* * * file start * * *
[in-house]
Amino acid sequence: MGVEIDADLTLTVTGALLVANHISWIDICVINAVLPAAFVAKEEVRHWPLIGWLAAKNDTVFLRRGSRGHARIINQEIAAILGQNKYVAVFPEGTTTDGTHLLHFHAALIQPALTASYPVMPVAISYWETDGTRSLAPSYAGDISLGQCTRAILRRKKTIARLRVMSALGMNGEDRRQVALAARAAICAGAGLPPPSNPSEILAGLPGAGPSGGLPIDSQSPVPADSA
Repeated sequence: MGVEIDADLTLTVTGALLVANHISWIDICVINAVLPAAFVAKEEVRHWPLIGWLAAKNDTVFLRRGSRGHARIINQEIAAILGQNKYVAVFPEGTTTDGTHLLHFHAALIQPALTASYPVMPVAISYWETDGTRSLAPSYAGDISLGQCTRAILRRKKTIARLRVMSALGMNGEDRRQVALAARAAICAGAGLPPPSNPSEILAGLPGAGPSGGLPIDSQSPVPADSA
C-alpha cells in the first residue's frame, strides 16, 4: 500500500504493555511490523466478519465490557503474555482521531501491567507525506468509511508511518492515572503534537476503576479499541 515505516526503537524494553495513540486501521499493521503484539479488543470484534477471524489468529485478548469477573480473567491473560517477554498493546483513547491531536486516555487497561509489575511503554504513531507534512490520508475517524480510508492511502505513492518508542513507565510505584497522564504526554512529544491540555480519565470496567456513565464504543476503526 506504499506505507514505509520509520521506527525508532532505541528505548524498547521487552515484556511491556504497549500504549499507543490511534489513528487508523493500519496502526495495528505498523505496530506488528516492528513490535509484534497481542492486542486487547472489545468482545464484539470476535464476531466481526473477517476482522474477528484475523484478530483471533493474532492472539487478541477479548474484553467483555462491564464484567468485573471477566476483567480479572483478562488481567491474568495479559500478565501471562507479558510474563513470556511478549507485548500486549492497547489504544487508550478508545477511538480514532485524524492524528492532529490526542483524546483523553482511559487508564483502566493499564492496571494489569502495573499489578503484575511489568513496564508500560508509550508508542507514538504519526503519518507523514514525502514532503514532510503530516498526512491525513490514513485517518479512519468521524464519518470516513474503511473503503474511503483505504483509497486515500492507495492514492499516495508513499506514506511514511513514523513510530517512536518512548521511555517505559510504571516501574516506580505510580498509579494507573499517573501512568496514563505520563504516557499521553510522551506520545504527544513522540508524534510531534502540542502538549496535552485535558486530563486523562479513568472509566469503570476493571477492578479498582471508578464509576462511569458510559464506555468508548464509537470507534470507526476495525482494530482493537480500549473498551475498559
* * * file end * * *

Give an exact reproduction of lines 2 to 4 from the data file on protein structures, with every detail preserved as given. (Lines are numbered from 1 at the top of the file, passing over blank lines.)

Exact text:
Amino acid sequence: MGVEIDADLTLTVTGALLVANHISWIDICVINAVLPAAFVAKEEVRHWPLIGWLAAKNDTVFLRRGSRGHARIINQEIAAILGQNKYVAVFPEGTTTDGTHLLHFHAALIQPALTASYPVMPVAISYWETDGTRSLAPSYAGDISLGQCTRAILRRKKTIARLRVMSALGMNGEDRRQVALAARAAICAGAGLPPPSNPSEILAGLPGAGPSGGLPIDSQSPVPADSA
Repeated sequence: MGVEIDADLTLTVTGALLVANHISWIDICVINAVLPAAFVAKEEVRHWPLIGWLAAKNDTVFLRRGSRGHARIINQEIAAILGQNKYVAVFPEGTTTDGTHLLHFHAALIQPALTASYPVMPVAISYWETDGTRSLAPSYAGDISLGQCTRAILRRKKTIARLRVMSALGMNGEDRRQVALAARAAICAGAGLPPPSNPSEILAGLPGAGPSGGLPIDSQSPVPADSA
C-alpha cells in the first residue's frame, strides 16, 4: 500500500504493555511490523466478519465490557503474555482521531501491567507525506468509511508511518492515572503534537476503576479499541 515505516526503537524494553495513540486501521499493521503484539479488543470484534477471524489468529485478548469477573480473567491473560517477554498493546483513547491531536486516555487497561509489575511503554504513531507534512490520508475517524480510508492511502505513492518508542513507565510505584497522564504526554512529544491540555480519565470496567456513565464504543476503526 506504499506505507514505509520509520521506527525508532532505541528505548524498547521487552515484556511491556504497549500504549499507543490511534489513528487508523493500519496502526495495528505498523505496530506488528516492528513490535509484534497481542492486542486487547472489545468482545464484539470476535464476531466481526473477517476482522474477528484475523484478530483471533493474532492472539487478541477479548474484553467483555462491564464484567468485573471477566476483567480479572483478562488481567491474568495479559500478565501471562507479558510474563513470556511478549507485548500486549492497547489504544487508550478508545477511538480514532485524524492524528492532529490526542483524546483523553482511559487508564483502566493499564492496571494489569502495573499489578503484575511489568513496564508500560508509550508508542507514538504519526503519518507523514514525502514532503514532510503530516498526512491525513490514513485517518479512519468521524464519518470516513474503511473503503474511503483505504483509497486515500492507495492514492499516495508513499506514506511514511513514523513510530517512536518512548521511555517505559510504571516501574516506580505510580498509579494507573499517573501512568496514563505520563504516557499521553510522551506520545504527544513522540508524534510531534502540542502538549496535552485535558486530563486523562479513568472509566469503570476493571477492578479498582471508578464509576462511569458510559464506555468508548464509537470507534470507526476495525482494530482493537480500549473498551475498559